Emily McGlinchey

Emily McGlinchey


  • Room 01.531 - David Keir Building

    United Kingdom


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Personal profile


Dr Emily McGlinchey is currently working as a Senior Research Fellow at the Stress Trauma and Related Conditions (STARC) Research Centre, based in the Psychology Department of Queen’s University (QUB). Emily is also a BPS accredited Low-Intensity CBT (LI-CBT) therapist with over 3 years of clinical experience working across a range of both statutory and non-statutory mental health services. At present Emily is currently involved in several high-profile mental health research projects based in QUB such as the Northern Ireland Veteran Health and Wellbeing Study, UK Veteran Family Study, COVID-19 Psychological Wellbeing Study, The Mood Movement and MI-VIDA Project.

Emily completed an MSc in Applied Psychology and Psychological Therapies at Ulster University in 2015 and was awarded her PhD on the 9th of October 2019. This thesis was titled, ‘The role of emotional regulation in anxiety and depression symptom interplay and expression among school-aged females in Northern Ireland’. This project sought to use sophisticated statistical models to explore how symptoms of anxiety and depression are expressed among adolescents within the general population and unpack the complex mechanisms that underlie the frequent co-occurrence of these two phenomena, namely emotional dysregulation. Variable-centred, person-centred, and symptom-based statistical approaches were applied to primary data gathered by Emily as part of the project.

Research Focus

Emily’s research interests are in the area of applied mental health, particularly in the areas of trauma, internalising disorders and emotional dysregulation. Emily’s recent work focuses on exploring both the concept of resilience and the mechanisms underlying resilience, particularly ‘resilience’ post adversity.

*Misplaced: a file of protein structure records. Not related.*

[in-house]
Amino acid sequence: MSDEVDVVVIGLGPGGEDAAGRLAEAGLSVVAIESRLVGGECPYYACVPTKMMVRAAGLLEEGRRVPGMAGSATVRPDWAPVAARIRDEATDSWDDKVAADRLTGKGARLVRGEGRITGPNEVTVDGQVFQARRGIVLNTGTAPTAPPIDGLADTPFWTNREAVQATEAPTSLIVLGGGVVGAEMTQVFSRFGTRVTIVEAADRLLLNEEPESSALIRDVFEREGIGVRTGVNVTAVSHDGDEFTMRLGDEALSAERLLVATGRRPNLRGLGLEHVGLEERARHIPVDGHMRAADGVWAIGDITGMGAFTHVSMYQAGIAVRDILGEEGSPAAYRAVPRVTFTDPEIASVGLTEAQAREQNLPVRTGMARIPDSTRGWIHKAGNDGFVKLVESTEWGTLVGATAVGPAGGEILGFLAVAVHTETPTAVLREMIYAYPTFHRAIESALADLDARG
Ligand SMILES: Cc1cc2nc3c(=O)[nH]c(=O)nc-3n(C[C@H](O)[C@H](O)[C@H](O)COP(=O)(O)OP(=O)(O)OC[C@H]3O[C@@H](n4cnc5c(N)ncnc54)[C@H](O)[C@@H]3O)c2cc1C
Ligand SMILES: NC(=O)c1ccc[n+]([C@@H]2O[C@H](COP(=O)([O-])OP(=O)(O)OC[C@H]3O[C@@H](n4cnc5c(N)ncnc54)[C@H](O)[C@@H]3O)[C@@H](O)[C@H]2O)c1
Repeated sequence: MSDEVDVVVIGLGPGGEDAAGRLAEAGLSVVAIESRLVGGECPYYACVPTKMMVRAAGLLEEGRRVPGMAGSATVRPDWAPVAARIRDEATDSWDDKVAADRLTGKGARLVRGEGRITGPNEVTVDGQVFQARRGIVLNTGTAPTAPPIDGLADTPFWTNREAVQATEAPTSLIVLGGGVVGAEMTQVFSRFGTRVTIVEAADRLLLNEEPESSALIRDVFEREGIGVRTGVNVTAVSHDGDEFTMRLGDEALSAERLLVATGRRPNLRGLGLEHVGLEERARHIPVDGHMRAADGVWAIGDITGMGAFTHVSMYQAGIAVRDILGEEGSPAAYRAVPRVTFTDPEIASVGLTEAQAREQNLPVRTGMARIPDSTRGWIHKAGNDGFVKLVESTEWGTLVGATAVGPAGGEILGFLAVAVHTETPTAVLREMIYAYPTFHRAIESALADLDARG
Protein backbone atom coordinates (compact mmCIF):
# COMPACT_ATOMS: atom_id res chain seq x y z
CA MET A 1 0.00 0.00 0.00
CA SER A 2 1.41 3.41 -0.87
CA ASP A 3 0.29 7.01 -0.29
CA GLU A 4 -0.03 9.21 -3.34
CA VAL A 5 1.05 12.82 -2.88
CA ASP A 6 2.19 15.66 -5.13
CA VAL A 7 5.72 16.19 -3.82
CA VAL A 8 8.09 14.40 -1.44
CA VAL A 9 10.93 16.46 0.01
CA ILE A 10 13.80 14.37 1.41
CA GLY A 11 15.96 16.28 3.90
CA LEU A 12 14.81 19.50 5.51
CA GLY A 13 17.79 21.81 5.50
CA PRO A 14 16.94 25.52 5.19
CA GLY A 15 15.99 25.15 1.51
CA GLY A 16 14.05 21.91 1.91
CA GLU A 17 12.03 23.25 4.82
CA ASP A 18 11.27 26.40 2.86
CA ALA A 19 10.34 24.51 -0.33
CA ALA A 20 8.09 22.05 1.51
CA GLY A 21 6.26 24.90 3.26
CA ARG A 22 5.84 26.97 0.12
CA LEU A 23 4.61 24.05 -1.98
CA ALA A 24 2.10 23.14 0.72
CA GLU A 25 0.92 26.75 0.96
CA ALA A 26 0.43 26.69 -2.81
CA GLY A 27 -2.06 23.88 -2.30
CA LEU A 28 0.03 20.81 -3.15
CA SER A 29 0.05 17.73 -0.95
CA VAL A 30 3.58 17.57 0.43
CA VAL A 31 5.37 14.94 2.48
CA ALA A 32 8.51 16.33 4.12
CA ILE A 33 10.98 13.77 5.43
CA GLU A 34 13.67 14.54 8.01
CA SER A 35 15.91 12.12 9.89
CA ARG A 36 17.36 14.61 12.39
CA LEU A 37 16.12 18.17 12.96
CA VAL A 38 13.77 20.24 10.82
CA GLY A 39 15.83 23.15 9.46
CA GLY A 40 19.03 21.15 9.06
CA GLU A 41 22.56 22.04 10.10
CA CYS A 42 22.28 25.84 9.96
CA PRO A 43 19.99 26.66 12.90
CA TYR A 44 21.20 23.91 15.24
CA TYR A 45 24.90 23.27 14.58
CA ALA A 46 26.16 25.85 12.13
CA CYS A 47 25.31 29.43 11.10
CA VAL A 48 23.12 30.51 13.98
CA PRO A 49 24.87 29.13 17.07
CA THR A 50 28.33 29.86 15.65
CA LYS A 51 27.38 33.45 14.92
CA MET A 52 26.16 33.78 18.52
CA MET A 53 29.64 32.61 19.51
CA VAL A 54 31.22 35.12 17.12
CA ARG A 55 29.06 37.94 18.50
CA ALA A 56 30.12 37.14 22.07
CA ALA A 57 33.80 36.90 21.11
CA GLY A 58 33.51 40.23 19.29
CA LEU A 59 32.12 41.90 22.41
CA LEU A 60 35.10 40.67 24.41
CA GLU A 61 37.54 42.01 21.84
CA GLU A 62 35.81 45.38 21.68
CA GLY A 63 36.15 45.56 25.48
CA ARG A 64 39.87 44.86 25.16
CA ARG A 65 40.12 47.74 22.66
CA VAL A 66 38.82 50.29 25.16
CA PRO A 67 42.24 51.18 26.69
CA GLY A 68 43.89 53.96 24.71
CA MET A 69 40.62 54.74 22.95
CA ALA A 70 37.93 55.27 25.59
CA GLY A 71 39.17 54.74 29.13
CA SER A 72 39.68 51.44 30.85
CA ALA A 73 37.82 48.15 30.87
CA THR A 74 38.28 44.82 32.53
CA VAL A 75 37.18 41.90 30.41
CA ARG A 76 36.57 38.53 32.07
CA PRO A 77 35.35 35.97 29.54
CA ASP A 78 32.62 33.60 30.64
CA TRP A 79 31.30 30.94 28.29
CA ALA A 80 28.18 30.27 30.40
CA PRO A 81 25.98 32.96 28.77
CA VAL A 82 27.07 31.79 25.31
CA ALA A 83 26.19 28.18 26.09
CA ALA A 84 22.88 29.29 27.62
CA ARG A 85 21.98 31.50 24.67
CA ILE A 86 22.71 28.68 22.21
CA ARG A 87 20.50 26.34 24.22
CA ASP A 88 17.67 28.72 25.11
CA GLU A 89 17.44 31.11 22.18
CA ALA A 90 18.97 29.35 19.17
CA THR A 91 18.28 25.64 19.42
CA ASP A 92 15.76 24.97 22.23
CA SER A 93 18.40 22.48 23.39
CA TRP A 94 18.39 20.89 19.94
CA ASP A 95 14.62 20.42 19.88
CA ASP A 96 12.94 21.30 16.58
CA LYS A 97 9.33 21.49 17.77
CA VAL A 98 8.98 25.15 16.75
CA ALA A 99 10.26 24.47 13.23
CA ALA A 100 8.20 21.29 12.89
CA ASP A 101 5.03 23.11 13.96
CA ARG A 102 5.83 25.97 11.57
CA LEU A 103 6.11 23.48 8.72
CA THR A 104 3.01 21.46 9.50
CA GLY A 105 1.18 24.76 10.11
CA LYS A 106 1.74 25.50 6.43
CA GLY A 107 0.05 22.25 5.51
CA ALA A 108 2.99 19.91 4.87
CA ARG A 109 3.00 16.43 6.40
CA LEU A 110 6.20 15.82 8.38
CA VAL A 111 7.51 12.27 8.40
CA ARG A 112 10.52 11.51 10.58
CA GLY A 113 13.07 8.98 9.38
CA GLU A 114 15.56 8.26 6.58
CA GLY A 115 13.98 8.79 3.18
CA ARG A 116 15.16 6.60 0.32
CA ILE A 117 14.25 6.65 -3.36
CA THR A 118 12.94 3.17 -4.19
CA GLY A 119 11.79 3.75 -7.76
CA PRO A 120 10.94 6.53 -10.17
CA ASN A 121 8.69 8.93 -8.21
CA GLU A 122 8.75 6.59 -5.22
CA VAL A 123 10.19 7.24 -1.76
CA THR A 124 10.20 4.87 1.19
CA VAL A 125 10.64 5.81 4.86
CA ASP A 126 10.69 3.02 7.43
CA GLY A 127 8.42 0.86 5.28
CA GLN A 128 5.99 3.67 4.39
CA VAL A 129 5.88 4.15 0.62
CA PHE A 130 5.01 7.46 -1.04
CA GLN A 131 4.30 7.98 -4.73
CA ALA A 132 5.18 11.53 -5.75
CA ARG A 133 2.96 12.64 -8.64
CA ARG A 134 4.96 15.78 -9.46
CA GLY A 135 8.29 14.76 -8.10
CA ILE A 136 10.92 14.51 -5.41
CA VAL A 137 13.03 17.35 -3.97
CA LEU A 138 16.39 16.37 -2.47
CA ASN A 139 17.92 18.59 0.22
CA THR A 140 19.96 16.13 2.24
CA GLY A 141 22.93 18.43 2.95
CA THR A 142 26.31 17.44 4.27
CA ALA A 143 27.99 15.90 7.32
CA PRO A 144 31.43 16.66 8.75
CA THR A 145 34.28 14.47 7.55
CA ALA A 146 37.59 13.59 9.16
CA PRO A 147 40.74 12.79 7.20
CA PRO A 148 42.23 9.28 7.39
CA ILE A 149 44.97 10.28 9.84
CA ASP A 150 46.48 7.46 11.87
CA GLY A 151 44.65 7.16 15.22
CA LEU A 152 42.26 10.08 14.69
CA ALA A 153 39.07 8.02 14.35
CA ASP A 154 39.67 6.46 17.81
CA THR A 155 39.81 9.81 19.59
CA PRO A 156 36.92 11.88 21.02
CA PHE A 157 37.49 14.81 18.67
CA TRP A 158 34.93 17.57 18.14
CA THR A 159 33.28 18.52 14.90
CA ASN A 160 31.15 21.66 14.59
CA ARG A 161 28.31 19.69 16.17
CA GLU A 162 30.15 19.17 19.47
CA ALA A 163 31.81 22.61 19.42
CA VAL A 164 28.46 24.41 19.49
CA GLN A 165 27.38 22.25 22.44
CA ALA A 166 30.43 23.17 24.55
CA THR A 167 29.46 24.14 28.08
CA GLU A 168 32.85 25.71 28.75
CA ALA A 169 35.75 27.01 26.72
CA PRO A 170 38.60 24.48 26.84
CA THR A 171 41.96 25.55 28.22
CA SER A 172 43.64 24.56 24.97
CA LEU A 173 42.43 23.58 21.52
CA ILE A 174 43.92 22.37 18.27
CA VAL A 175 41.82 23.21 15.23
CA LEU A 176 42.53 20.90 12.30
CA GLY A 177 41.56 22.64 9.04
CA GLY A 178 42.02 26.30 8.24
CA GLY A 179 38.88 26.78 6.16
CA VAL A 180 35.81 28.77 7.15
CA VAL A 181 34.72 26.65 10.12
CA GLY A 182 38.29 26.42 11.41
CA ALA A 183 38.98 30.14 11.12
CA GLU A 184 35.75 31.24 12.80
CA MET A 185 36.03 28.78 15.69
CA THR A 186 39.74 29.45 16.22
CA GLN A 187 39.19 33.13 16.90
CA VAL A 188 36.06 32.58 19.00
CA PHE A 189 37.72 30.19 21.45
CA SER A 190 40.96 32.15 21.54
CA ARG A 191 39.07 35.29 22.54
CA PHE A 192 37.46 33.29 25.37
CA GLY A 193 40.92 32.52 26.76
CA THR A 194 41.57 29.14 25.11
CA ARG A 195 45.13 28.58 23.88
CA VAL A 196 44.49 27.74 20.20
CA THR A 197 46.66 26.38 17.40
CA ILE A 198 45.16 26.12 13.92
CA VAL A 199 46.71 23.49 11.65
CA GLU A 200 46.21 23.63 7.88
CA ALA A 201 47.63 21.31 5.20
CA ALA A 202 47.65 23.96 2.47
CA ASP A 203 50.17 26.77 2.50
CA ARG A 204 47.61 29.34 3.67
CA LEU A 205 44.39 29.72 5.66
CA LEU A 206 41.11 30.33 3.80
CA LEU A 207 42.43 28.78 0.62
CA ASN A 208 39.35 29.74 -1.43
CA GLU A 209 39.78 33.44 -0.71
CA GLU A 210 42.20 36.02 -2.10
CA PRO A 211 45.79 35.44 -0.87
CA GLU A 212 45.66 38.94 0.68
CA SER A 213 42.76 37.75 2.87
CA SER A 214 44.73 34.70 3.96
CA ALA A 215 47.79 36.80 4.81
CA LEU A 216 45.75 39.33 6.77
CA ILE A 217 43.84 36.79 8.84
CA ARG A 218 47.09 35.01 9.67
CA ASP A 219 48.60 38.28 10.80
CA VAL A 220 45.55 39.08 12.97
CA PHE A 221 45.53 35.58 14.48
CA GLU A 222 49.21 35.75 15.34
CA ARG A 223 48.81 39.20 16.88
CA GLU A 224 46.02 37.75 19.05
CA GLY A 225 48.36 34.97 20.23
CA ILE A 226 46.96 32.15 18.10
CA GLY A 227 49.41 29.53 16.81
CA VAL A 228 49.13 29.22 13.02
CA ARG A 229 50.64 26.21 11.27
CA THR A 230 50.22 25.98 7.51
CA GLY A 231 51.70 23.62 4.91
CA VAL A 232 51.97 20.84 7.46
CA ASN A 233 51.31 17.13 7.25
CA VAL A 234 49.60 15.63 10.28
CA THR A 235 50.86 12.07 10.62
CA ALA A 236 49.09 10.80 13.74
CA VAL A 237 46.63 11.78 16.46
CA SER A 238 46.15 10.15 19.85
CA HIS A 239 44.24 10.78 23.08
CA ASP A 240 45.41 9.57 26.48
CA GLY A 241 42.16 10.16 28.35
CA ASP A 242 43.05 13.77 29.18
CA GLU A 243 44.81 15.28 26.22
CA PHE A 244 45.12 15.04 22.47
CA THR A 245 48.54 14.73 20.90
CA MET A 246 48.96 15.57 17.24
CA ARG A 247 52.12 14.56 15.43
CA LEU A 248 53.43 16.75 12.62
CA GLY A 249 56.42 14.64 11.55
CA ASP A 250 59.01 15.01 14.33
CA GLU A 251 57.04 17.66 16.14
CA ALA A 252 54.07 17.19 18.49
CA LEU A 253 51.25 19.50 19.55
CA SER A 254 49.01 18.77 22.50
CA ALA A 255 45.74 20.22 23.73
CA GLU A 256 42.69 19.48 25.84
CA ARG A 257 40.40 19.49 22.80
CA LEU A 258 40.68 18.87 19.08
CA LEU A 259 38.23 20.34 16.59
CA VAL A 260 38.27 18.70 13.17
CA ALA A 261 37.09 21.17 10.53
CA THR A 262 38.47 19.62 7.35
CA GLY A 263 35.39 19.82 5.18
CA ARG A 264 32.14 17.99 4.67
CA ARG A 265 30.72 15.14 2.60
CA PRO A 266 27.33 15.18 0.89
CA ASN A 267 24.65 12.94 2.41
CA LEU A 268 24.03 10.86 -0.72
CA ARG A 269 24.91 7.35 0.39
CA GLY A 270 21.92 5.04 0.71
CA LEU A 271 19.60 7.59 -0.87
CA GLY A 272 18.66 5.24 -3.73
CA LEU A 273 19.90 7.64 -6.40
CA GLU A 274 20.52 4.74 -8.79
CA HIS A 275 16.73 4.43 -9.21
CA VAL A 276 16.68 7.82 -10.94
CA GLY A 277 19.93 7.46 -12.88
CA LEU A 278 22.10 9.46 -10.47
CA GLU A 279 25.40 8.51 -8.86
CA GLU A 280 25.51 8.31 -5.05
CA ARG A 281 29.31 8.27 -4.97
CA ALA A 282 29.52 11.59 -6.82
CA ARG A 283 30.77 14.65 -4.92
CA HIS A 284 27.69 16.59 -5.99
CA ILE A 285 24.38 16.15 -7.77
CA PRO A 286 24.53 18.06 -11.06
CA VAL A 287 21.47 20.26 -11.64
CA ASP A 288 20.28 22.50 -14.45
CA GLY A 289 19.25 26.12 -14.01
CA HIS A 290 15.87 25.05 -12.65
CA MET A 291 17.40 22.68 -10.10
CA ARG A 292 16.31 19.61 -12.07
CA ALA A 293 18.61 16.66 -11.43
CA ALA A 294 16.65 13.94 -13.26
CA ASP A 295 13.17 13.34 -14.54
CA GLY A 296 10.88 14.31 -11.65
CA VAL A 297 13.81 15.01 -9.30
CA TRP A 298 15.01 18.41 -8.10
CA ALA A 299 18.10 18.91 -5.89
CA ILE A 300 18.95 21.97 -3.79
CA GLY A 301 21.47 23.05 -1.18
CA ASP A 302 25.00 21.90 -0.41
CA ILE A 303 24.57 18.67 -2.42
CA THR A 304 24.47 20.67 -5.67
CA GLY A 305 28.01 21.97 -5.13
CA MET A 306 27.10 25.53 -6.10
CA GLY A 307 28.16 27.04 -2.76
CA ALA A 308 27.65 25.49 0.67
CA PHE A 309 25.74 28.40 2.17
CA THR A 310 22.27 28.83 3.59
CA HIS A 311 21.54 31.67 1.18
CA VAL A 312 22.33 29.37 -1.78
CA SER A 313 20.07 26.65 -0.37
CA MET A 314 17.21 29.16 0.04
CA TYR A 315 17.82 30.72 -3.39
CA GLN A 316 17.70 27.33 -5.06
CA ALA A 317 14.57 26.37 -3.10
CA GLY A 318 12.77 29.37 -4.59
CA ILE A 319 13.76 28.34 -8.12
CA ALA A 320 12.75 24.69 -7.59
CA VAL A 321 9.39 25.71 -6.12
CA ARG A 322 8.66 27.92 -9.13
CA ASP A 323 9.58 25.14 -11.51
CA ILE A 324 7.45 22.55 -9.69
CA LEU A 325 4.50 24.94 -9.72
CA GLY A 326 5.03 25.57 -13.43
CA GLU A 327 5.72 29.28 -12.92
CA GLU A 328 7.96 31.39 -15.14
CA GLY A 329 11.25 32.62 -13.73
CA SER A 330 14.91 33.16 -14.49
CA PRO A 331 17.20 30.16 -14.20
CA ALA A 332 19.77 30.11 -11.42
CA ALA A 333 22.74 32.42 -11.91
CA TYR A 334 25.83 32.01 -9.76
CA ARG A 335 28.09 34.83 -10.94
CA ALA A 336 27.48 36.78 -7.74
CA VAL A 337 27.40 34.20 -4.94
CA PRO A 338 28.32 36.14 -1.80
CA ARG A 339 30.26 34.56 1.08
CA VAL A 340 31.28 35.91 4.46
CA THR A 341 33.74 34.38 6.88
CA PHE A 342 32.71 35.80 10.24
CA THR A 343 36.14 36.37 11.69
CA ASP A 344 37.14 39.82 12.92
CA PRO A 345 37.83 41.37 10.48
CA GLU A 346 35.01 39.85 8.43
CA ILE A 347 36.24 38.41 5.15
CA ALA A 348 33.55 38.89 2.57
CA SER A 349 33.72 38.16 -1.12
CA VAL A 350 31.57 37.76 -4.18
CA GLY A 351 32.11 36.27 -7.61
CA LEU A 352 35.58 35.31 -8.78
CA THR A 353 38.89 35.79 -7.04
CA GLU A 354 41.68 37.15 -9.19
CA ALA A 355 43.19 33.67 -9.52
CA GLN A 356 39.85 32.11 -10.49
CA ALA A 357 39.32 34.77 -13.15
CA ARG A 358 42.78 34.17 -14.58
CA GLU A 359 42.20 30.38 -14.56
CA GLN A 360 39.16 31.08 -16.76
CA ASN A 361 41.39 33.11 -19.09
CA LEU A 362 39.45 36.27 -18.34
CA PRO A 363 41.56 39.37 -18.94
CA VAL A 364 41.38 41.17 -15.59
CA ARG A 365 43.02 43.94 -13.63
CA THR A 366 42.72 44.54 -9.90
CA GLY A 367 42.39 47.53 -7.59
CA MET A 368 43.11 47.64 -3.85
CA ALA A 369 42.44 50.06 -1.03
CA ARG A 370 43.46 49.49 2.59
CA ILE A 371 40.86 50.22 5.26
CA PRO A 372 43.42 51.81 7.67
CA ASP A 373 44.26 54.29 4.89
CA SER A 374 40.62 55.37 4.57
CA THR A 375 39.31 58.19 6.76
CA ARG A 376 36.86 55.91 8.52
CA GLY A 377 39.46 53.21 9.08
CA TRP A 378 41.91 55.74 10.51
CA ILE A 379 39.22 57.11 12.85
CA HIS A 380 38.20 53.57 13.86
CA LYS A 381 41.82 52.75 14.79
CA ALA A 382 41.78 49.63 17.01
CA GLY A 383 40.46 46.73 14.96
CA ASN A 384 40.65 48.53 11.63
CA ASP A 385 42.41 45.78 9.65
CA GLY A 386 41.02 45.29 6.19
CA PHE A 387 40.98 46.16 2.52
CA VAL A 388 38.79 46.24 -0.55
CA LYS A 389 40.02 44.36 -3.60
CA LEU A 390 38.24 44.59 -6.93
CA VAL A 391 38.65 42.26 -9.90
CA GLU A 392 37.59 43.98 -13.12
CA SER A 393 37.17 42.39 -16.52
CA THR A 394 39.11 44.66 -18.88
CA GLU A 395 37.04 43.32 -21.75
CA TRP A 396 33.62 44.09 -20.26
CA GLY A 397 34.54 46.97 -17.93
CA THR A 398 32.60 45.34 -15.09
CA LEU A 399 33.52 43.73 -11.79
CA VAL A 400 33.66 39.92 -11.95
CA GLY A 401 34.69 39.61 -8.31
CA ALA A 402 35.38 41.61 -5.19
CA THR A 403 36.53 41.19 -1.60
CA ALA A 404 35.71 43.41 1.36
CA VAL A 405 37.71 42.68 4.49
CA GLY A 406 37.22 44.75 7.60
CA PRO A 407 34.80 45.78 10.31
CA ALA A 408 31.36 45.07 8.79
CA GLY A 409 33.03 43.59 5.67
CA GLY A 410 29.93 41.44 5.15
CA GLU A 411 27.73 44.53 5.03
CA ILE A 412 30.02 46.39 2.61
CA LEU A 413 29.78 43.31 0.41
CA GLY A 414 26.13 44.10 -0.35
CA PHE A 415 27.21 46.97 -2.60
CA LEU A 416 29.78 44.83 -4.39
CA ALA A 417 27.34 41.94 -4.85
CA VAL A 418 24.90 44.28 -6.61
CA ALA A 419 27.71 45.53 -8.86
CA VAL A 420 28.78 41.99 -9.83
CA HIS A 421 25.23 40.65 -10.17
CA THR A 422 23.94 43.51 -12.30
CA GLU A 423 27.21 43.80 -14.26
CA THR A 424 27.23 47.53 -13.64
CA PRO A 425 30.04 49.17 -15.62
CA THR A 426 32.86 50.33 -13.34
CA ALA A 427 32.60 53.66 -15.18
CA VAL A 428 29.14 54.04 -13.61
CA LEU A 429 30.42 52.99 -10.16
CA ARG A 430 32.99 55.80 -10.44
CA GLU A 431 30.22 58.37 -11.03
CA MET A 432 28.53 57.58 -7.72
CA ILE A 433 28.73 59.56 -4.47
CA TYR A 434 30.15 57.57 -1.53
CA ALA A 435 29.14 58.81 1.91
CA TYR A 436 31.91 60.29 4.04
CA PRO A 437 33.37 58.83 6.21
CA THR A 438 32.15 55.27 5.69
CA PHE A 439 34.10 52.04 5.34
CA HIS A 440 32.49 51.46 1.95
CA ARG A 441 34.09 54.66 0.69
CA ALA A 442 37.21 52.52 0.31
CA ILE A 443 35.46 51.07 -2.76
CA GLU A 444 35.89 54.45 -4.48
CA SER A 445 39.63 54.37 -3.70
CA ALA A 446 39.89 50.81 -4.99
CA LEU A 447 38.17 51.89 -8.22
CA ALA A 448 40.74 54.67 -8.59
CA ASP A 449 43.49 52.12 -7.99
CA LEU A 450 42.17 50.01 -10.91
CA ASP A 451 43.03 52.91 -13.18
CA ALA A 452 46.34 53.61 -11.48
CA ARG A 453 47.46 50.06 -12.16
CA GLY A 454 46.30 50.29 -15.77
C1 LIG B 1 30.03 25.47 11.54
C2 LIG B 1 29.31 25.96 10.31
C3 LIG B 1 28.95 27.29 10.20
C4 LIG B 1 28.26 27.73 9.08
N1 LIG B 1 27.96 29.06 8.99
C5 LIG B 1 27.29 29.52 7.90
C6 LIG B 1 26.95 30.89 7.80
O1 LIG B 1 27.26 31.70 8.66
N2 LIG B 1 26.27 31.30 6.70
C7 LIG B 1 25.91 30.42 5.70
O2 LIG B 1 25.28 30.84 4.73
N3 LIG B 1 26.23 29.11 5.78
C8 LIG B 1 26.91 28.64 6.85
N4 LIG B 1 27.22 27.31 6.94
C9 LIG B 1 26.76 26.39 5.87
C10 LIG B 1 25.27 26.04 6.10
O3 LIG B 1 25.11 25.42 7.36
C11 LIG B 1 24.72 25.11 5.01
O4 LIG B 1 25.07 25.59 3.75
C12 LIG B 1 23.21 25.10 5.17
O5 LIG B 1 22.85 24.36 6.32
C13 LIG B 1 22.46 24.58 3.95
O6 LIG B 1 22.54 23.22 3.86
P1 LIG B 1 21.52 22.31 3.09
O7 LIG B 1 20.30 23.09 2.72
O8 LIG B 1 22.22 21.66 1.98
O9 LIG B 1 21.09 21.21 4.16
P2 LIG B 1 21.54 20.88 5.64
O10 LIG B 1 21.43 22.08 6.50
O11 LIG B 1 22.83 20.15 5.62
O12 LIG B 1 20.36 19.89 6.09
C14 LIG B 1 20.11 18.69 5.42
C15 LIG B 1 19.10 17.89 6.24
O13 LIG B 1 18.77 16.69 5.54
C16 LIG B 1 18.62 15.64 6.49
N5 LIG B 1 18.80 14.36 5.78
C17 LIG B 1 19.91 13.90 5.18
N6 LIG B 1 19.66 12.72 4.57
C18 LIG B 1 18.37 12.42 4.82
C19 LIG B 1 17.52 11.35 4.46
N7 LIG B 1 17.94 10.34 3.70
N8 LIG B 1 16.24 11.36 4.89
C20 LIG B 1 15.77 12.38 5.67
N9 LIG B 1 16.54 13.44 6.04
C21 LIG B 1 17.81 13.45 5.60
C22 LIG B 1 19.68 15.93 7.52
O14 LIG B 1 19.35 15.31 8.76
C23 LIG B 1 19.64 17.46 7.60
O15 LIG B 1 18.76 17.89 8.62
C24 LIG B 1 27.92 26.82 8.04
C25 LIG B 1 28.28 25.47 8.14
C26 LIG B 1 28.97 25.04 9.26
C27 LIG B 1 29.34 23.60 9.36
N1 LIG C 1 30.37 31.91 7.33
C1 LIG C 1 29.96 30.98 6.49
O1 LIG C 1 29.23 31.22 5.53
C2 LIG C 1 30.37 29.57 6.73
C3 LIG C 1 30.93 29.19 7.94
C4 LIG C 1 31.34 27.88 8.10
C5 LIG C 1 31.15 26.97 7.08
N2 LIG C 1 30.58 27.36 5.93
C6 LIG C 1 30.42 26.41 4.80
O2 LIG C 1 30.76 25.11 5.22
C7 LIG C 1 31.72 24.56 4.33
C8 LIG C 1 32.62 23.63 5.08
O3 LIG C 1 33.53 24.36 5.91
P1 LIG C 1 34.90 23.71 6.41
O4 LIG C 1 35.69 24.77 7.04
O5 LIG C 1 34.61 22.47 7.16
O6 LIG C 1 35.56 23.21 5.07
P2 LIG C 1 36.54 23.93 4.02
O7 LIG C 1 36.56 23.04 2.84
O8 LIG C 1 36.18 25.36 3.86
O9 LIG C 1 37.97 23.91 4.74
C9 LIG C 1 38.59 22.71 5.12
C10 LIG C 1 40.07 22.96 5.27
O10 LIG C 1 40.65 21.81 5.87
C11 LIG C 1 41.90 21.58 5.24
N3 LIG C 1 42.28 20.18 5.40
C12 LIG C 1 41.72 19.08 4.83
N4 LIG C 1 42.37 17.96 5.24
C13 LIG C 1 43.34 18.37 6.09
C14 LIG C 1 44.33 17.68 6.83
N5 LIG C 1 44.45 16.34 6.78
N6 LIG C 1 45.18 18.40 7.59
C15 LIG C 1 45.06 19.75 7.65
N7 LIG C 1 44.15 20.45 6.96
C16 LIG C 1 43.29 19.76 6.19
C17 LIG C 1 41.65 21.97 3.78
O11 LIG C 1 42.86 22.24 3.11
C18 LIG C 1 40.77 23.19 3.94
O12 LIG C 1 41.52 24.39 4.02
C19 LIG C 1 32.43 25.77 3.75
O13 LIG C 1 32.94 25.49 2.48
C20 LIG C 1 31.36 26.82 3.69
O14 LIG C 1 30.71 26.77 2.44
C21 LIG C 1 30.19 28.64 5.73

Emily is a mixed methods researcher and has expertise employing quantitative and qualitative methodologies, as well as systematic reviews and meta-analysis-based designs. Within these contexts Emily has experience working with a range of diverse populations including: victims of intimate partner violence, individuals who are bereaved by suicide, health care workers, general population, veteran and military populations, and adolescents.

Emily has presented her work at several national and international conferences (as well as public impact events) and was awarded the Irish Association of Suicidology Award in October 2015 in relation to her work on adolescent self-harm. She has also published work in the area of mental ill-health, particularly internalising disorders such as PTSD, depression, and anxiety across both adult and adolescent populations to understand the mechanisms that explain risk and resilience as it relates these mental ill health outcomes.



Emily has experience teaching a range of topics in psychology, with a particular focus on applied mental health and Psychotraumatology. Emily has experience teaching across a range of contexts, including in the planning and delivery of lectures, facilitating practical seminars, and conducting project supervision at UG, PG, and PhD levels, across a range of psychological modules at both undergraduate and post-graduate levels in the School of Psychology at QUB and at Ulster University. Emily has also been awarded the Associate Fellowship of the Higher Education Academy.

Emily also has experience teaching clinical skills (in relation to low-intensity CBT) at postgraduate level (including assessment, handling risk, and CBT-based interventions) and has completed her B.P.S accredited Case Management Supervision Training.

Emily is an Assistant PhD supervisor for Katie McGaughey within the School of Psychology at QUB. Katie’s project is titled, “Revenge is Sweet: Identifying the social and psychological drivers of the human desire for revenge after criminal victimisation”.

Previous PhD students:

Dr Megan Reynolds, whose project was titled: “Investigating unwanted sexual experiences (USE's) in university students and the impact of such on psychological well-being”.

Expertise related to UN Sustainable Development Goals

In 2015, UN member states agreed to 17 global Sustainable Development Goals (SDGs) to end poverty, protect the planet and ensure prosperity for all. This person’s work contributes towards the following SDG(s):

  • SDG 3 - Good Health and Well-being
  • SDG 16 - Peace, Justice and Strong Institutions


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Collaborations and top research areas from the last five years

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